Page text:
Your friend and servant,

Thomas Jefferson.


June 19, 1791


I have been duly honored with your letter of the 13th inst., from Mount Vernon; and, according to your desire have informed Mr. Wolcott of your intention to appoint him Comptroller. This appointment gives me particular pleasure, as I am confident it will be a great and real improvement in the state of the Treasury Department. There can no material inconvenience attend the postponing a decision concerning the future Auditor till your arrival in this city.

I am very happy to learn that the circumstances of your journey have been in all respects so favorable. It has certainly been a particularly fortunate one, and I doubt not it will have been of real utility.

There is nothing which can be said to be new here worth communicating, except generally that all my accounts from Europe, both private and official, concur in proving that the impressions now entertained of our government and its affairs (I may say) throughout that quarter of the globe, are of a nature the most flattering and pleasing.


Philadelphia, June 10, 1791

My dear Sir,—

I embrace the occasion of inclosing some letters, to thank you and Mrs. Adams for the comfortable accommodation of your house at Bush Hill. While the inhabitants of this city are panting for breath, like a hunted hare, we experience in the hall at Bush Hill a delightful and animated breeze.

The paragraphs in the Connecticut and New York papers, relative to your journey, indicate envy and blackness of heart. Who the author of these articles is, I know not, and it is quite immaterial. But eminence must be taxed.

Perhaps the “political heresies,” mentioned in the preface to the American edition of Paine’s pamphlet, as coming from a more respectable quarter, may occasion some uneasiness. But the author has assured me, that the note he wrote to the printer never was intended for publication, but as a sort of apology for having detained the book, which was a borrowed one, longer than the impatience of the printer would admit.

But, if the idea was aimed at your doctrines, it ought not to create a moment’s pain. Conscious, as you are, of the invariable pursuit of the public happiness, regulated by the sober standard of reason, it is not the desultory ebullition of this or that man’s mind, that can divert you from your object. For while human nature shall continue its course according to its primary principles, there will be a difference of judgment upon the same objects, even among good men.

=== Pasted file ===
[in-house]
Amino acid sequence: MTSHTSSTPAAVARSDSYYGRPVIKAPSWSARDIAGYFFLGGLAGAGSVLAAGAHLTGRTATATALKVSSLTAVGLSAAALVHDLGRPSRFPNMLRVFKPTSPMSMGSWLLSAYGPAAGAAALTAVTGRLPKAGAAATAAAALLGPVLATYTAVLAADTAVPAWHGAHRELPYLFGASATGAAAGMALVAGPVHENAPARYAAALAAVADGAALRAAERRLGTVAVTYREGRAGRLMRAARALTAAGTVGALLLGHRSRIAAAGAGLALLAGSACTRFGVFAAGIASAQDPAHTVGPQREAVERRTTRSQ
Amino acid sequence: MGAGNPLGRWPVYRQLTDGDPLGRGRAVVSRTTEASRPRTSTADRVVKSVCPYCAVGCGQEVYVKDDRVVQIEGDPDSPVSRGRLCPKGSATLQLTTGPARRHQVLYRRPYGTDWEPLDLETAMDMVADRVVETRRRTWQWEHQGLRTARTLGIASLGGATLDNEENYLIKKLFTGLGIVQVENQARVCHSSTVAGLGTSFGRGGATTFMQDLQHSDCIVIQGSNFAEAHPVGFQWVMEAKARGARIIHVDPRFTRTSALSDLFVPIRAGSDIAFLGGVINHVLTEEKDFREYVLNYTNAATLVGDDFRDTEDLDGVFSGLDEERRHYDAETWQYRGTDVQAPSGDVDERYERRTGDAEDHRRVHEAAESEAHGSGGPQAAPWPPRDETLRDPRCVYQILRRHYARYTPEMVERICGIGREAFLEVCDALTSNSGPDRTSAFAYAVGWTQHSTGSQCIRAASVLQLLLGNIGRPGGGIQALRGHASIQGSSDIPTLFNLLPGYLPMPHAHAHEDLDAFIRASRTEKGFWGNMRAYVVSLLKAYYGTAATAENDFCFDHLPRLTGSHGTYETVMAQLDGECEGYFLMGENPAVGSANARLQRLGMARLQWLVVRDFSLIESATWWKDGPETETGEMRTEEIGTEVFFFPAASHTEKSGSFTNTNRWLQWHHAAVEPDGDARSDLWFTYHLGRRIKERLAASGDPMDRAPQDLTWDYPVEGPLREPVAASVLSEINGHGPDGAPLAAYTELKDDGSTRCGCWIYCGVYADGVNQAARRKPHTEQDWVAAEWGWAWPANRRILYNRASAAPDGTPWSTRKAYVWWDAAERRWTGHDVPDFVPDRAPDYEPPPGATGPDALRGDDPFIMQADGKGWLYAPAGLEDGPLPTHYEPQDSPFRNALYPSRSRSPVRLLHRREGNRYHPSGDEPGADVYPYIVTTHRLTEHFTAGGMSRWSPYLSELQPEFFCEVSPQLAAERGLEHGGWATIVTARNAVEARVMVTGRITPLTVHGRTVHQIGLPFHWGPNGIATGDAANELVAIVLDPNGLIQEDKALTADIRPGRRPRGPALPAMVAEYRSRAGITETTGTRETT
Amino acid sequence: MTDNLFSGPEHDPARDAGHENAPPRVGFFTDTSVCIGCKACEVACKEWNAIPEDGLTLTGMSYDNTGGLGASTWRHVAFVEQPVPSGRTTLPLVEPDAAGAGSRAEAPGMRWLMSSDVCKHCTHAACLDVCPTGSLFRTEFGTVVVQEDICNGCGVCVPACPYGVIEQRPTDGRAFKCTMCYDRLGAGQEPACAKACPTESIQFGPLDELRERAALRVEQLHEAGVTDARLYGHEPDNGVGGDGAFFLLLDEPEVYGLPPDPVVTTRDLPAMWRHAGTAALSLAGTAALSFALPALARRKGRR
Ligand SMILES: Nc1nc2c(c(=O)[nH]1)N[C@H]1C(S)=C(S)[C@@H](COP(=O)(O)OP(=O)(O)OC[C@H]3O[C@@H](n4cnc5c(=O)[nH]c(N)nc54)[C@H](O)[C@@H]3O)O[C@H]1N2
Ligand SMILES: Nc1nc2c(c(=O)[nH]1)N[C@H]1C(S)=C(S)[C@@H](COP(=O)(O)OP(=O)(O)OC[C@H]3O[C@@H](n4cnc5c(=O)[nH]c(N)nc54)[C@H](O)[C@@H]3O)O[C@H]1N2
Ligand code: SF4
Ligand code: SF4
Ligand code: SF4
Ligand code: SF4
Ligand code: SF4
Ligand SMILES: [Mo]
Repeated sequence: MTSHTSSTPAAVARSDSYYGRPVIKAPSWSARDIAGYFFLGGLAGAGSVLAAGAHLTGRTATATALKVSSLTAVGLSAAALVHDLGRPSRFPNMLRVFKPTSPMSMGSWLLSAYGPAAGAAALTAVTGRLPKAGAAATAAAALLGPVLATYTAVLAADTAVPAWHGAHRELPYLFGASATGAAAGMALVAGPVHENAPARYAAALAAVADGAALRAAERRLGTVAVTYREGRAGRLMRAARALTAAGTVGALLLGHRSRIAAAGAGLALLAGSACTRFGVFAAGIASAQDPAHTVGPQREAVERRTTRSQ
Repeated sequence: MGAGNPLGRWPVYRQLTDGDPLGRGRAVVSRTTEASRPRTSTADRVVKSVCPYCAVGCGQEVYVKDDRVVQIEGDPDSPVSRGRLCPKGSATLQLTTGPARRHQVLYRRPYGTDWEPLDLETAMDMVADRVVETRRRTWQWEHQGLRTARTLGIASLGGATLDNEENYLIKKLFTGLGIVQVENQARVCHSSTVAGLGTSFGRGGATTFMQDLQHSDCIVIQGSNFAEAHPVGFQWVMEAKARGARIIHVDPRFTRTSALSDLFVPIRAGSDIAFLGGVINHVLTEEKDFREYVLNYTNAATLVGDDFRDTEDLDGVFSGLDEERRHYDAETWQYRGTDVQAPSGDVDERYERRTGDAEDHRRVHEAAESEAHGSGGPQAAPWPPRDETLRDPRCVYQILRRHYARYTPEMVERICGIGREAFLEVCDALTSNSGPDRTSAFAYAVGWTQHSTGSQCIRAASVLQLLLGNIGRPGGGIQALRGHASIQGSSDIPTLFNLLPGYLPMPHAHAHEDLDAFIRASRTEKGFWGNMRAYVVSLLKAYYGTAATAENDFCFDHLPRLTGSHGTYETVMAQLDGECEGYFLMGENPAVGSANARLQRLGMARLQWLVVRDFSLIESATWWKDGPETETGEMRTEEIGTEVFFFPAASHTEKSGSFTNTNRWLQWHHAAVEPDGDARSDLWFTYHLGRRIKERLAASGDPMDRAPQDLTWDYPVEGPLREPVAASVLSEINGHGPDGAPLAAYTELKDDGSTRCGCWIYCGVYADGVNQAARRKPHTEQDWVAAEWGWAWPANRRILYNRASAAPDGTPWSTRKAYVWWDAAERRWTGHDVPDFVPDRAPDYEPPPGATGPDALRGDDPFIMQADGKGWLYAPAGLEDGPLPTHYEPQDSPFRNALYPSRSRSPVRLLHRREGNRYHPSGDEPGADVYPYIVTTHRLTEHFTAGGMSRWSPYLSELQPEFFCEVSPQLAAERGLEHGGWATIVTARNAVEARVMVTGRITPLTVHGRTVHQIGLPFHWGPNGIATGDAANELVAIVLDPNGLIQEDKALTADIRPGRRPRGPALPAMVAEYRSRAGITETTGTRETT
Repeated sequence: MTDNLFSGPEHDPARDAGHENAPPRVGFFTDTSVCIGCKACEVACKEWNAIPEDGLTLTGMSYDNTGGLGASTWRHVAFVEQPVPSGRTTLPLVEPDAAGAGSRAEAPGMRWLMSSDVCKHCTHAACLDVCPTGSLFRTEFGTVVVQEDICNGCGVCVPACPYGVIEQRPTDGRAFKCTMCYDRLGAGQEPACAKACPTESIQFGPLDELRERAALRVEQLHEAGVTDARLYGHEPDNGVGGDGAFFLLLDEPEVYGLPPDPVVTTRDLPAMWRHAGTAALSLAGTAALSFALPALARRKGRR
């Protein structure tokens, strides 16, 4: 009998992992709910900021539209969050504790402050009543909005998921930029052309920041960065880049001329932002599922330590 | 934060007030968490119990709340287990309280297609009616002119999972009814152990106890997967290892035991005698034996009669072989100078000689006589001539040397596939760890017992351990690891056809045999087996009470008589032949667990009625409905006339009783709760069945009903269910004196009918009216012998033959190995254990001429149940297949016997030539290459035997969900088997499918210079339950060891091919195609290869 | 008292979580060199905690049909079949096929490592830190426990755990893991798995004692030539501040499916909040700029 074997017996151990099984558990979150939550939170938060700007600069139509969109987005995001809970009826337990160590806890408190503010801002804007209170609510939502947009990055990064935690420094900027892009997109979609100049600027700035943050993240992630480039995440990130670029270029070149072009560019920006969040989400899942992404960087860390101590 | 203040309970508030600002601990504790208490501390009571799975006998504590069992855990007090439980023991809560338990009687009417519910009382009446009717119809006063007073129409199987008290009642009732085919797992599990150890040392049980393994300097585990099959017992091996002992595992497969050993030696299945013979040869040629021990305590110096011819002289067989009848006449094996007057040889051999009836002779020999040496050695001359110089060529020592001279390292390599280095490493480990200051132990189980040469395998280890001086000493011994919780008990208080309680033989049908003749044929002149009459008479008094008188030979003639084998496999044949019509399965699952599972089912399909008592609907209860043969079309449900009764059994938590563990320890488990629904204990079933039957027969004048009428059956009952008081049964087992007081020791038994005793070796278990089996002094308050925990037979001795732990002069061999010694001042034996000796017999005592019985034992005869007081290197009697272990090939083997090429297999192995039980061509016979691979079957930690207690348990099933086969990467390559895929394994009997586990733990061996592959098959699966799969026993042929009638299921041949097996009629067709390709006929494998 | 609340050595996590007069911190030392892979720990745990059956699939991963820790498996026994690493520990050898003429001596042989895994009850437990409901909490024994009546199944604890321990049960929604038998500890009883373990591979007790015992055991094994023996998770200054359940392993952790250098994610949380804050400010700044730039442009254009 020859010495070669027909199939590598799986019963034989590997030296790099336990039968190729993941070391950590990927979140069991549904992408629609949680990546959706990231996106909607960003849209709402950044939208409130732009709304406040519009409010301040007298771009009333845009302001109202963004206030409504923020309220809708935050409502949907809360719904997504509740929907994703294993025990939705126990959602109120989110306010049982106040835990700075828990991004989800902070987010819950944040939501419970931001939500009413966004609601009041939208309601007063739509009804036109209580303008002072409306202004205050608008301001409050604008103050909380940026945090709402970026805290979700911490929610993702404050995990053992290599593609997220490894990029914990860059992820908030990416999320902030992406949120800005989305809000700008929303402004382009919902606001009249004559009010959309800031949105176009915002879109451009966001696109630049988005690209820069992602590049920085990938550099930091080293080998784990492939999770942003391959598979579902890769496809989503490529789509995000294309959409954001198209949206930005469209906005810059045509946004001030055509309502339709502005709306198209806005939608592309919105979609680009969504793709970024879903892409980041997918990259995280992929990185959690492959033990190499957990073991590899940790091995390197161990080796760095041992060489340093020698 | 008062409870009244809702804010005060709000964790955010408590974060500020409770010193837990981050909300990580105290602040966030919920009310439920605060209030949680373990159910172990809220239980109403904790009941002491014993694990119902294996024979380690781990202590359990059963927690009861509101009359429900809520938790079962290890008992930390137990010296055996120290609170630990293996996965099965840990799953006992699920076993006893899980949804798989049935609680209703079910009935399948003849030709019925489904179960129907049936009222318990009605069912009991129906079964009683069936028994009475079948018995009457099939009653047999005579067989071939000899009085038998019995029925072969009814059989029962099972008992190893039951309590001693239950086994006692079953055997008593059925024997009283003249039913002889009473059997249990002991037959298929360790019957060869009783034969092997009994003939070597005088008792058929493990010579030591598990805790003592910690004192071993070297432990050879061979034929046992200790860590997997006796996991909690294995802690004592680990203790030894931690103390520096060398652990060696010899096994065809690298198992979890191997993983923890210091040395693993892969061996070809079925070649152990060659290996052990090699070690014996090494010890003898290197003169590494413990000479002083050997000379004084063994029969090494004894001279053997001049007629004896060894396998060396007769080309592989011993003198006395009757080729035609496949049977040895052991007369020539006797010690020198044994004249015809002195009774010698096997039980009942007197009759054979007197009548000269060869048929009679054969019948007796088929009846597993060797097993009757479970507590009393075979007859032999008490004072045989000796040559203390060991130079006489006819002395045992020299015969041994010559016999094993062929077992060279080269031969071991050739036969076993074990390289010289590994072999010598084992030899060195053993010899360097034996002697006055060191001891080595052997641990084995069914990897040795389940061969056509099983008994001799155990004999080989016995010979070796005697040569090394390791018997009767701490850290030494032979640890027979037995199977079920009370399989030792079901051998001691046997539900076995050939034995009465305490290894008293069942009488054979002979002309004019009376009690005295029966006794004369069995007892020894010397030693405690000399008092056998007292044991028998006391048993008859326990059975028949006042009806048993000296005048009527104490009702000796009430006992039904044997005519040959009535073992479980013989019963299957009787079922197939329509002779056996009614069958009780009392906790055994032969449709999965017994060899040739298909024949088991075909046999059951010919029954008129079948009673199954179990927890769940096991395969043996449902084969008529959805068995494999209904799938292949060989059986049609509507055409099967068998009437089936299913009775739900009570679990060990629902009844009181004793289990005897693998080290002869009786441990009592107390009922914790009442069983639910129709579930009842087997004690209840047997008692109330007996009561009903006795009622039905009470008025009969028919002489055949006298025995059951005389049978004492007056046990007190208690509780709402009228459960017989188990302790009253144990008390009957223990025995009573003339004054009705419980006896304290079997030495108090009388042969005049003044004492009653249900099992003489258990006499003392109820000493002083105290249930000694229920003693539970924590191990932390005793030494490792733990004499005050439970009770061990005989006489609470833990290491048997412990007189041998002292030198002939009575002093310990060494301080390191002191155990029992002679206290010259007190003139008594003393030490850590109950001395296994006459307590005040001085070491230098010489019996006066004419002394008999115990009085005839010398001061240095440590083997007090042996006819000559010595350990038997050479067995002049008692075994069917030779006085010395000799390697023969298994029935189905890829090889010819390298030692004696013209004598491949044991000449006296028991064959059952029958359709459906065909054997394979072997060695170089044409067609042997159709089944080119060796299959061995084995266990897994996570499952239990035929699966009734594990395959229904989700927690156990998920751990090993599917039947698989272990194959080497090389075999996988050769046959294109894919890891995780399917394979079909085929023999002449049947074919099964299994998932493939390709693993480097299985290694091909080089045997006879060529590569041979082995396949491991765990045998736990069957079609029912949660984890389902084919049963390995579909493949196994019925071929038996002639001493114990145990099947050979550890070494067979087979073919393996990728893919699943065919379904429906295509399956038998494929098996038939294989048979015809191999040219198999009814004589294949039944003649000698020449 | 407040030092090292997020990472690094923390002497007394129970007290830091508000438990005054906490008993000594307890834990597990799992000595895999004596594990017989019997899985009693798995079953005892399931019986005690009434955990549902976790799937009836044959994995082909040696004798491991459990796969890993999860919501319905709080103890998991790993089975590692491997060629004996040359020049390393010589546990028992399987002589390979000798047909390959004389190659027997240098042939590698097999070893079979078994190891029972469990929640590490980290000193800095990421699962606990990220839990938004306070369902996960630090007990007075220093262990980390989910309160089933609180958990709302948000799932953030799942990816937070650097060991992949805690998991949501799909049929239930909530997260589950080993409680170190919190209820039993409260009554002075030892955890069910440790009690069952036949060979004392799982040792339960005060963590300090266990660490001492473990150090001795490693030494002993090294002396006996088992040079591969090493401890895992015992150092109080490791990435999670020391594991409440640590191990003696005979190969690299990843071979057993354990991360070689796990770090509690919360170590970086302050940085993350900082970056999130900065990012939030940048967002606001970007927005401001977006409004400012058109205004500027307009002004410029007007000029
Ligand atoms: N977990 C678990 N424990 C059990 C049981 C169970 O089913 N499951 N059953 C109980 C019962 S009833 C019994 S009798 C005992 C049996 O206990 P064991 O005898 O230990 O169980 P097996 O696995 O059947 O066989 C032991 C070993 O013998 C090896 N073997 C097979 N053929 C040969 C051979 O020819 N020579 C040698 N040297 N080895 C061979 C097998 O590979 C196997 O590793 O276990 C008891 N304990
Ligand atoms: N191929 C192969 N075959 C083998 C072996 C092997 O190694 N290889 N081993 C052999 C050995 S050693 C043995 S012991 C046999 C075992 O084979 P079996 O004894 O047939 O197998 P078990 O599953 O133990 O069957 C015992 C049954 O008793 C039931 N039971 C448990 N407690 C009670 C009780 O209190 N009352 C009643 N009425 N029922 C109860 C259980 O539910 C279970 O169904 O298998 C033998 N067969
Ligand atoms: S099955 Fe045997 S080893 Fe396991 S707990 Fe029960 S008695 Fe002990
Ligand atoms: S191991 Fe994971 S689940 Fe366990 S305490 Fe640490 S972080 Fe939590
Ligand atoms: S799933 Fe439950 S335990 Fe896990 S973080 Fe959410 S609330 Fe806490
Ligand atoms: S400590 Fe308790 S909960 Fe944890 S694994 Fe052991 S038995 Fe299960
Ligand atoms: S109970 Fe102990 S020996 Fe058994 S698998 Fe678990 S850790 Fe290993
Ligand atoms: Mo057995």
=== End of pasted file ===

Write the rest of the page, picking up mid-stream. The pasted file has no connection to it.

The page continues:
The President is expected to arrive here about the 23d or 25th instant, but there is no information from him since the 16th of May. He has been perfectly received according to the abilities of the places through which he has passed.

The Indian campaign must go forward. We have marched and shall march by the latter end of this month two thousand eight hundred men. This force will be adequate, with the addition of the troops already on the frontiers.
I am, &c.

H. Knox.


Philadelphia, April 25, 1791

Dear Sir,—

I do myself the honor to transmit to you my accounts which remain unsettled, for the last two years and eight months of my administrations abroad in the service of the United States. I have left a blank for my salary. In my own opinion it is but justice that it should be filled up with the sum of two thousand five hundred pounds sterling a year, because this was the contract under which I accepted my commission for the peace in 1779, and that for their High Mightinesses in 1781, which last continued in force until my return home. The resolution of Congress, which stated the salary of a minister abroad at nine thousand dollars, could not reasonably be intended to operate upon ministers and commissions which had been given and accepted upon different conditions. Such an interpretation of it would make it amount to a breach of public faith. Moreover, I have been well informed by Mr. Gerry, who proposed the alteration, that the reason of this resolution was a supposition that, in that time of peace, the expenses of living in Europe were reduced. This motive was so far from being a just one, as applied to me, that I found the expenses of living in London about a quarter part dearer than I had ever known them in Paris or the Hague. This, therefore, was rather a reason for raising my salary to three thousand pounds sterling a year, which I actually spent, than for reducing it to nine thousand dollars. I have been informed by Mr. Barclay that Dr. Franklin charged, and has been allowed, two thousand five hundred pounds sterling a year till his return, and as I am in the same predicament with him, it is at least as just that it should be allowed to me; indeed, it is more so, because I certainly was obliged to spend more than that sum, and he undoubtedly spent less.

I have also requested an allowance for a private secretary. As the business of my mission to Holland, as well as that to England, lay upon me, in addition to my share in all the negotiations with Prussia and the other powers of Europe, as well as the Barbary States, it may readily be conceived that I had a great deal of business and still more writing to do, as copies of all such correspondences must be preserved, and therefore I hope the charge for a private secretary will not be thought unreasonable.

An allowance is asked also for one ministerial or diplomatic entertainment for each year. This is done for three reasons: 1. because it is the custom of the whole Corps Diplomatique; 2. because it seems to be a reasonable custom; and 3. because Mr. Franklin has charged and been allowed for all extraordinary entertainments, as I suppose, as he told me he had charged them or should charge them.